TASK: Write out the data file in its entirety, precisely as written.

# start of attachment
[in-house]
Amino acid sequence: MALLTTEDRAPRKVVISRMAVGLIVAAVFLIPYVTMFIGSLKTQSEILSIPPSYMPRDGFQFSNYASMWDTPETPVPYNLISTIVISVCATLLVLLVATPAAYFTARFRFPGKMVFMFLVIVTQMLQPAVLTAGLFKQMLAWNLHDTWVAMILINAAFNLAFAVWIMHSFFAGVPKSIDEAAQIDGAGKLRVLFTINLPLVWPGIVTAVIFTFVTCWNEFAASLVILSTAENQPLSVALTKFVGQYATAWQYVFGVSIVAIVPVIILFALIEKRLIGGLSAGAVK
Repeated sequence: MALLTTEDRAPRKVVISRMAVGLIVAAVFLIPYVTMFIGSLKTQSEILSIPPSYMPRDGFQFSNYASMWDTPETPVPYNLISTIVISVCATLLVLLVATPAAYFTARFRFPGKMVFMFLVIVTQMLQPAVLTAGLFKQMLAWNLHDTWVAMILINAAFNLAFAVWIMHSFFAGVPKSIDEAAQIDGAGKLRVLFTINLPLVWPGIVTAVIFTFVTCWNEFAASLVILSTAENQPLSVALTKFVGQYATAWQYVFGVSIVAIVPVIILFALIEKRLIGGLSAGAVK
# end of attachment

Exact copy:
[in-house]
Amino acid sequence: MALLTTEDRAPRKVVISRMAVGLIVAAVFLIPYVTMFIGSLKTQSEILSIPPSYMPRDGFQFSNYASMWDTPETPVPYNLISTIVISVCATLLVLLVATPAAYFTARFRFPGKMVFMFLVIVTQMLQPAVLTAGLFKQMLAWNLHDTWVAMILINAAFNLAFAVWIMHSFFAGVPKSIDEAAQIDGAGKLRVLFTINLPLVWPGIVTAVIFTFVTCWNEFAASLVILSTAENQPLSVALTKFVGQYATAWQYVFGVSIVAIVPVIILFALIEKRLIGGLSAGAVK
Repeated sequence: MALLTTEDRAPRKVVISRMAVGLIVAAVFLIPYVTMFIGSLKTQSEILSIPPSYMPRDGFQFSNYASMWDTPETPVPYNLISTIVISVCATLLVLLVATPAAYFTARFRFPGKMVFMFLVIVTQMLQPAVLTAGLFKQMLAWNLHDTWVAMILINAAFNLAFAVWIMHSFFAGVPKSIDEAAQIDGAGKLRVLFTINLPLVWPGIVTAVIFTFVTCWNEFAASLVILSTAENQPLSVALTKFVGQYATAWQYVFGVSIVAIVPVIILFALIEKRLIGGLSAGAVK